Just because spies often have to work alone, doesn't mean they don't have to communicate with each other. The secrets you uncover are useless if you can't transmit them to your superiors, and any large scale operation is destined to fail if you can't coordinate with other operatives in the field.
There's a vital piece of information you need to get from one of your fellow operatives. Only problem is, you can't be seen meeting with each other. It's up to you to find a way to communicate without alerting your enemies. Assume all phone lines and computers are being monitored, so the only way to communicate will be to improvise something.
Whatever you construct must allow you and your fellow operatives to communicate covertly across a distance of at least 100 feet, with at least one man-made barrier separating them.
THE SCIENCE OF COMMUNICATION
Communicating over great distances is a remarkable scientific feat with many interesting engineering challenges.
The longest transmission ever received originated from the spacecraft Pioneer 10 in 2003 when it was more than twice as far as Pluto is from the Sun. At that distance it takes a radio signal more than 11 hours to arrive at Earth! On board is a plaque with the engraving of humans and a diagram of our solar system in the event an alien might find it and wish to locate us. Communicating with aliens is one mission of the radio telescope at Arecibo.
Closer to home, Elephants are known to communicate by using Infrasound. With vocal chords eight times longer than humans they can produce sounds we cannot hear. What is amazing about low frequency sound is that it can transmit long distances through the atmosphere without much attenuation. You likely recognize this whenever you hear the rumbling of an approaching storm; you are able to hear the low frequency thunder but not the high frequency cracks of lightening until the storm is right above you. Elephants can make these low frequencies transmit nearly ten kilometers!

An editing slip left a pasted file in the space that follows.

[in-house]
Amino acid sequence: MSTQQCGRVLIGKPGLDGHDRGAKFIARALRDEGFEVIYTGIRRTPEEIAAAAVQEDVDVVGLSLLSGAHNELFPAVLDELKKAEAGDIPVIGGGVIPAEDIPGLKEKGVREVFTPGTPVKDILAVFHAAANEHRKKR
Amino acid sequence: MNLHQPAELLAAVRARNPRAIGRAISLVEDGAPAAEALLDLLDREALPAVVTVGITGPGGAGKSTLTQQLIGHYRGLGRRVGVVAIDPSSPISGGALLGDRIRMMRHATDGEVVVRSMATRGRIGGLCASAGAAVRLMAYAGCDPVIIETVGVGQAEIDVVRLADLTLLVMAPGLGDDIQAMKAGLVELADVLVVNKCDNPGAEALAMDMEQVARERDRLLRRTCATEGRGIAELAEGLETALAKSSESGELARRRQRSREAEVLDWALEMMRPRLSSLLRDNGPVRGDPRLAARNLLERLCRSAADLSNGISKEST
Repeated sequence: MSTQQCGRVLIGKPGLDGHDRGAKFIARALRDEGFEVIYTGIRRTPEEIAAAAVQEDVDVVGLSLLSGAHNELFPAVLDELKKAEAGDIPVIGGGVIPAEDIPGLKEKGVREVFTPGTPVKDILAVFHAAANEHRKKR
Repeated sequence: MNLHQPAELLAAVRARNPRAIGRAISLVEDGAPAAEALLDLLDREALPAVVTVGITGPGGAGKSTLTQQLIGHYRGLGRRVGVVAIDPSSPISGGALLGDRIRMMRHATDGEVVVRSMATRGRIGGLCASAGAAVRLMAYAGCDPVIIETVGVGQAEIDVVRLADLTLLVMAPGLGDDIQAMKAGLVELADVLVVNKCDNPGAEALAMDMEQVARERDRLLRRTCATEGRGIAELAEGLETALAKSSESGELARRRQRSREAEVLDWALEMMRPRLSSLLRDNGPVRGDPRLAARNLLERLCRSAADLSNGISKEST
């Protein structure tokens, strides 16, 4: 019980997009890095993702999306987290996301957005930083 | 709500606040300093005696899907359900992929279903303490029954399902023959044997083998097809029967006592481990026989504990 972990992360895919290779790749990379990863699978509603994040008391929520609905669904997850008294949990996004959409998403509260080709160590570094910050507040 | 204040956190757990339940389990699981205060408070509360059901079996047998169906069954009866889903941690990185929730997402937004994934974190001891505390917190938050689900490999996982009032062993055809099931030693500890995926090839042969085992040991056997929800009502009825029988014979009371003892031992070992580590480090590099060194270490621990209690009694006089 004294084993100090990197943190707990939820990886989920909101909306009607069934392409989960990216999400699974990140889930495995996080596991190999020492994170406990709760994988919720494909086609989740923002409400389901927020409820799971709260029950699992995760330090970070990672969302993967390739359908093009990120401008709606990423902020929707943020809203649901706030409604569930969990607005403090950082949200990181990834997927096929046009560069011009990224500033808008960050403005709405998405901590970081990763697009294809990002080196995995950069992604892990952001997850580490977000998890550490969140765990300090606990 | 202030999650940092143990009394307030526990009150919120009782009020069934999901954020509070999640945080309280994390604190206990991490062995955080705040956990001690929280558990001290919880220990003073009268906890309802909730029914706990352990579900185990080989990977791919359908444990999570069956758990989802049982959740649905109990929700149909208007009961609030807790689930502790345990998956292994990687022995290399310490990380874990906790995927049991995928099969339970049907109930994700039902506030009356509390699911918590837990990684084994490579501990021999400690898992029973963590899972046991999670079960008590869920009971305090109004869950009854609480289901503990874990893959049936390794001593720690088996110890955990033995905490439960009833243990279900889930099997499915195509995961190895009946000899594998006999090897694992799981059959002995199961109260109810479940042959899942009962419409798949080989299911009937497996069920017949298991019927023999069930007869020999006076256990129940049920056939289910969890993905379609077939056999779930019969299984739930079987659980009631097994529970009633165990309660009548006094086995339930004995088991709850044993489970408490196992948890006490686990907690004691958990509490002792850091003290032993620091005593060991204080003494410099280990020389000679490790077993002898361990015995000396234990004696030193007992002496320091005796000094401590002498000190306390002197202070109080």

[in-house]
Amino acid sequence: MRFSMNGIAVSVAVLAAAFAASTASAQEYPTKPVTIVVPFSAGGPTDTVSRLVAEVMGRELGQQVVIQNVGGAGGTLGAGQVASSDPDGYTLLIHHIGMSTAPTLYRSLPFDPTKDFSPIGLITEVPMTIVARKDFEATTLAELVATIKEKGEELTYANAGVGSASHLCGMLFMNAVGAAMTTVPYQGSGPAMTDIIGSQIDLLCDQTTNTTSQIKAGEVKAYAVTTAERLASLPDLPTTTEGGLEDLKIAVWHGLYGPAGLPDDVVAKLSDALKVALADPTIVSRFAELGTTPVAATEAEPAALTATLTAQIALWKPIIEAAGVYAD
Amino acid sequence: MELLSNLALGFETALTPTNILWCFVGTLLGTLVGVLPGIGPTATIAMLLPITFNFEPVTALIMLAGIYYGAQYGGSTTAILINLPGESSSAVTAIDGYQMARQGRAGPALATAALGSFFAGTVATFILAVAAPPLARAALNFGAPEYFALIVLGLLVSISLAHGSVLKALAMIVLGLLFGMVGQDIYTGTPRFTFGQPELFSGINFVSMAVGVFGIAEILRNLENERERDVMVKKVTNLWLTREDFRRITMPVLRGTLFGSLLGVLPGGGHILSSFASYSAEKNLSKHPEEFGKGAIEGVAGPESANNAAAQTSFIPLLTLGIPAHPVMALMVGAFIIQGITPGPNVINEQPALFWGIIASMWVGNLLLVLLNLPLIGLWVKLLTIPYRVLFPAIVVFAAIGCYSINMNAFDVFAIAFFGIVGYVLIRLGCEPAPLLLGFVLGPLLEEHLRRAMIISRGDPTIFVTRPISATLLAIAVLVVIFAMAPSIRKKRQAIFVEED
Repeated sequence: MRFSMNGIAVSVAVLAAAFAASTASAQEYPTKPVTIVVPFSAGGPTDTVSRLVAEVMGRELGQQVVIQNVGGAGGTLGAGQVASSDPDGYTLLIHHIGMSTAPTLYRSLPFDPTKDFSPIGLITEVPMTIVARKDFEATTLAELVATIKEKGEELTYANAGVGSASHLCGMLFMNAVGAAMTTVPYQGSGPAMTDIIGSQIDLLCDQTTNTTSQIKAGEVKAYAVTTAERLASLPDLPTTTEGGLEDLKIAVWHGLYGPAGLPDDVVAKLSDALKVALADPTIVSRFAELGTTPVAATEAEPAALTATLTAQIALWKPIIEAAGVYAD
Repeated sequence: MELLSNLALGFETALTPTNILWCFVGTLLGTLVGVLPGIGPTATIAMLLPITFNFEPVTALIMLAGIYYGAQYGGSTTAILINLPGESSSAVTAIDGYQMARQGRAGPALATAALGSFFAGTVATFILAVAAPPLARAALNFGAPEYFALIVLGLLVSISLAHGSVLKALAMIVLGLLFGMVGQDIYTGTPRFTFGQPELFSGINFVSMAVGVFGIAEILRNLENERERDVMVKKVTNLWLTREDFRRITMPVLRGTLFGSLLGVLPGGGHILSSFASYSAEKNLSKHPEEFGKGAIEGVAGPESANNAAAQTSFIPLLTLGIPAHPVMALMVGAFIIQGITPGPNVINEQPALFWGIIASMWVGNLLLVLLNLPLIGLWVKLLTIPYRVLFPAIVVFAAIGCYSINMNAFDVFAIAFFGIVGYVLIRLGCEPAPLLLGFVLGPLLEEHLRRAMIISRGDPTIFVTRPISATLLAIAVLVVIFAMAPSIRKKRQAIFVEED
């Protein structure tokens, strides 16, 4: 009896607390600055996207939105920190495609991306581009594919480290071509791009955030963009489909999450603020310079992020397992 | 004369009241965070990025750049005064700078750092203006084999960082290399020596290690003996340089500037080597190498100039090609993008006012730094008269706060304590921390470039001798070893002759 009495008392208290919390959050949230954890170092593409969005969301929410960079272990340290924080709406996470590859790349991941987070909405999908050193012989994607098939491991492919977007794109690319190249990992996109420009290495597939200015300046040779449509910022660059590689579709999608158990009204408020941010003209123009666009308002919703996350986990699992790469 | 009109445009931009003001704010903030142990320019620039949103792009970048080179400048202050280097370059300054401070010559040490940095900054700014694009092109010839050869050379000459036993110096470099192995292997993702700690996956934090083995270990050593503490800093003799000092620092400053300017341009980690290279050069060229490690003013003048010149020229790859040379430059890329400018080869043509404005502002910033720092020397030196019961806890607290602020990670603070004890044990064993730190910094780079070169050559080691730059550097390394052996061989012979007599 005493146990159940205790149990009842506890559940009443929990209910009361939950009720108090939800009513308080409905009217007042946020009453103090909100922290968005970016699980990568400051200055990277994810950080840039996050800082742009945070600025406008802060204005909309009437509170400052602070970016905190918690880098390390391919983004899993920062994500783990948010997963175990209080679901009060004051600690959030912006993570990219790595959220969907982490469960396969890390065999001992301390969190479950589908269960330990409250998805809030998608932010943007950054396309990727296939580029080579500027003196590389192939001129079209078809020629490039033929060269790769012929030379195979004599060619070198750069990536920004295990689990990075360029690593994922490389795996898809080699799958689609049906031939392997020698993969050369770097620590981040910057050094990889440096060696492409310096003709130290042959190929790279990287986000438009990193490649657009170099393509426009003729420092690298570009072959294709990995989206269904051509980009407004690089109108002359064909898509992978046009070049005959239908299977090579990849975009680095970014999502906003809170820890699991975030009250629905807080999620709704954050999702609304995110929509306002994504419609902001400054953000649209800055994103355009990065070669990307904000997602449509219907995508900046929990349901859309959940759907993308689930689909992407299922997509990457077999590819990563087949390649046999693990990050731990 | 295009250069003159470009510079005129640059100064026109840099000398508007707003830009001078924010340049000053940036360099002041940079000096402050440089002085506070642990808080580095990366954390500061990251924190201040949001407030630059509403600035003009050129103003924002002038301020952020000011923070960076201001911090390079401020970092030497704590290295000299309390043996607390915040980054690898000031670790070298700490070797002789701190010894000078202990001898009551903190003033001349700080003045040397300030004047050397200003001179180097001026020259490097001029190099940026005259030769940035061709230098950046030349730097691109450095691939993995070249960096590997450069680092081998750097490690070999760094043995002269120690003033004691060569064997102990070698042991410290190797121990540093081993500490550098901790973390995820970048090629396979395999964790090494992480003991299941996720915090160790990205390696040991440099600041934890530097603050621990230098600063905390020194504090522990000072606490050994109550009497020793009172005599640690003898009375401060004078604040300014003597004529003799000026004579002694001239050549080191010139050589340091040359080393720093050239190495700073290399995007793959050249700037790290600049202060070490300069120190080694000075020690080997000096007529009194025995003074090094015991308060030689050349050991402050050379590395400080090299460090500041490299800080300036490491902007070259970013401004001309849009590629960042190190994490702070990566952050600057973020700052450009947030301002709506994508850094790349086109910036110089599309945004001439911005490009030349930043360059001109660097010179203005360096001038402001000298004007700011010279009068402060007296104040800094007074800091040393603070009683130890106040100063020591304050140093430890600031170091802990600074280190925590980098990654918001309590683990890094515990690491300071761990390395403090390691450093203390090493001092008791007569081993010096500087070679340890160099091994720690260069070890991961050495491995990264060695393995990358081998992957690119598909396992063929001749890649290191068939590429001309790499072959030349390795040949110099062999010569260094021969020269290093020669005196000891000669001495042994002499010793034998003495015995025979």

Long before electricity people communicated with the use of signals. Native Americans used drums and smoke. Napoleon actually used a Semaphore line to communicate in battle. Semaphores are an alphabetic code symbolized by the use of two flags held in different positions. By using line of sight between permanent stations signals could be transmitted thousands of miles. It was even possible to send messages across the English Channel using a similar system with light houses. The rate of data transmission is extremely limited just as it is with the telegraph, invented by Samuel Morse in 1837. The fastest anyone can send Morse Code is about 75 words per minute. Communicating with submarines is also very data limited.
Courtesy: Michael Lampert, Science Teacher, West Salem High School, Salem, OR & Advisor to the Burn Notice Science Challenge